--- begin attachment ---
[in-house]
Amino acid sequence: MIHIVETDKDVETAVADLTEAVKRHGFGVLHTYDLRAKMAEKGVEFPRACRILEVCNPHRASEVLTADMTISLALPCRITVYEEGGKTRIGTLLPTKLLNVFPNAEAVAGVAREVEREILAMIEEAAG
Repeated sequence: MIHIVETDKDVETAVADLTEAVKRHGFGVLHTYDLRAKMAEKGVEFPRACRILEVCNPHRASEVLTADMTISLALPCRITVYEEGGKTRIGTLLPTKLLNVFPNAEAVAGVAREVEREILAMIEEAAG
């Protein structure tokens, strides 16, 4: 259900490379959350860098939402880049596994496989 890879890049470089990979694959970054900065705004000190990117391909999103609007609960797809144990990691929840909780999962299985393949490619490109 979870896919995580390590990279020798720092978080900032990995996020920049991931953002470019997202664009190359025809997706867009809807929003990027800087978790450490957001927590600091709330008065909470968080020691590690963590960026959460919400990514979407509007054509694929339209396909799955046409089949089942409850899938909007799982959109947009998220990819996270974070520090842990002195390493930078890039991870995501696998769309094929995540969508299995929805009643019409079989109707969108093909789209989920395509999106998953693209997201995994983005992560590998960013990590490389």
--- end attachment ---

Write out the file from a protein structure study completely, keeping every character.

[in-house]
Amino acid sequence: MIHIVETDKDVETAVADLTEAVKRHGFGVLHTYDLRAKMAEKGVEFPRACRILEVCNPHRASEVLTADMTISLALPCRITVYEEGGKTRIGTLLPTKLLNVFPNAEAVAGVAREVEREILAMIEEAAG
Repeated sequence: MIHIVETDKDVETAVADLTEAVKRHGFGVLHTYDLRAKMAEKGVEFPRACRILEVCNPHRASEVLTADMTISLALPCRITVYEEGGKTRIGTLLPTKLLNVFPNAEAVAGVAREVEREILAMIEEAAG
């Protein structure tokens, strides 16, 4: 259900490379959350860098939402880049596994496989 890879890049470089990979694959970054900065705004000190990117391909999103609007609960797809144990990691929840909780999962299985393949490619490109 979870896919995580390590990279020798720092978080900032990995996020920049991931953002470019997202664009190359025809997706867009809807929003990027800087978790450490957001927590600091709330008065909470968080020691590690963590960026959460919400990514979407509007054509694929339209396909799955046409089949089942409850899938909007799982959109947009998220990819996270974070520090842990002195390493930078890039991870995501696998769309094929995540969508299995929805009643019409079989109707969108093909789209989920395509999106998953693209997201995994983005992560590998960013990590490389």